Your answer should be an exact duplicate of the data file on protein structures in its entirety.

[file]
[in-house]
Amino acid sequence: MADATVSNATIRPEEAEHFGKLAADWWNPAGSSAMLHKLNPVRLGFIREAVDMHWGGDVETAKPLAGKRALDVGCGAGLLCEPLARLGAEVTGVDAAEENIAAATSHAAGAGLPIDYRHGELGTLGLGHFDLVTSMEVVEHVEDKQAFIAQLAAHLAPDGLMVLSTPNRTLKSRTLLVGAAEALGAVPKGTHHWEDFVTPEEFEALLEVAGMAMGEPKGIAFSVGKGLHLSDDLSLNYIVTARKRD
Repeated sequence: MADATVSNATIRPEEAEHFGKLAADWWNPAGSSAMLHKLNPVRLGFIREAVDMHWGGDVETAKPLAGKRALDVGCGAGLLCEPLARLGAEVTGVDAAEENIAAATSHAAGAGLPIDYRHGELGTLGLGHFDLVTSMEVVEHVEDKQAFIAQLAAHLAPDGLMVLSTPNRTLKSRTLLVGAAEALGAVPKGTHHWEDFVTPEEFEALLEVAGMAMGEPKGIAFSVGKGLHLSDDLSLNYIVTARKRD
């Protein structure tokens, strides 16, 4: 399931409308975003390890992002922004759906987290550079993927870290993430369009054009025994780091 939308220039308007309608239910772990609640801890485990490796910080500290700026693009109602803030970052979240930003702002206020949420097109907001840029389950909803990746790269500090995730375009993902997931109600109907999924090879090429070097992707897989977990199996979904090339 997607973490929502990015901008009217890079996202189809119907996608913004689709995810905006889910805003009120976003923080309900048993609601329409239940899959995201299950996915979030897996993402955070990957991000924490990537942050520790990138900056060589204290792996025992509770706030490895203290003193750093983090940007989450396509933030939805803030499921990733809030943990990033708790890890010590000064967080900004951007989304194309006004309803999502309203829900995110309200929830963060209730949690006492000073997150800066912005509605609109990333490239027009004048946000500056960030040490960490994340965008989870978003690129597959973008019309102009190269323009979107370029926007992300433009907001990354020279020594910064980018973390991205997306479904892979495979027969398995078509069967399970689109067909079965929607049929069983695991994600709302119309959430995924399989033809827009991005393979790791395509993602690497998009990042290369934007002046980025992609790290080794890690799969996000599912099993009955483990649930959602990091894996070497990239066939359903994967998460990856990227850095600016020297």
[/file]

[in-house]
Amino acid sequence: MADATVSNATIRPEEAEHFGKLAADWWNPAGSSAMLHKLNPVRLGFIREAVDMHWGGDVETAKPLAGKRALDVGCGAGLLCEPLARLGAEVTGVDAAEENIAAATSHAAGAGLPIDYRHGELGTLGLGHFDLVTSMEVVEHVEDKQAFIAQLAAHLAPDGLMVLSTPNRTLKSRTLLVGAAEALGAVPKGTHHWEDFVTPEEFEALLEVAGMAMGEPKGIAFSVGKGLHLSDDLSLNYIVTARKRD
Repeated sequence: MADATVSNATIRPEEAEHFGKLAADWWNPAGSSAMLHKLNPVRLGFIREAVDMHWGGDVETAKPLAGKRALDVGCGAGLLCEPLARLGAEVTGVDAAEENIAAATSHAAGAGLPIDYRHGELGTLGLGHFDLVTSMEVVEHVEDKQAFIAQLAAHLAPDGLMVLSTPNRTLKSRTLLVGAAEALGAVPKGTHHWEDFVTPEEFEALLEVAGMAMGEPKGIAFSVGKGLHLSDDLSLNYIVTARKRD
């Protein structure tokens, strides 16, 4: 399931409308975003390890992002922004759906987290550079993927870290993430369009054009025994780091 939308220039308007309608239910772990609640801890485990490796910080500290700026693009109602803030970052979240930003702002206020949420097109907001840029389950909803990746790269500090995730375009993902997931109600109907999924090879090429070097992707897989977990199996979904090339 997607973490929502990015901008009217890079996202189809119907996608913004689709995810905006889910805003009120976003923080309900048993609601329409239940899959995201299950996915979030897996993402955070990957991000924490990537942050520790990138900056060589204290792996025992509770706030490895203290003193750093983090940007989450396509933030939805803030499921990733809030943990990033708790890890010590000064967080900004951007989304194309006004309803999502309203829900995110309200929830963060209730949690006492000073997150800066912005509605609109990333490239027009004048946000500056960030040490960490994340965008989870978003690129597959973008019309102009190269323009979107370029926007992300433009907001990354020279020594910064980018973390991205997306479904892979495979027969398995078509069967399970689109067909079965929607049929069983695991994600709302119309959430995924399989033809827009991005393979790791395509993602690497998009990042290369934007002046980025992609790290080794890690799969996000599912099993009955483990649930959602990091894996070497990239066939359903994967998460990856990227850095600016020297």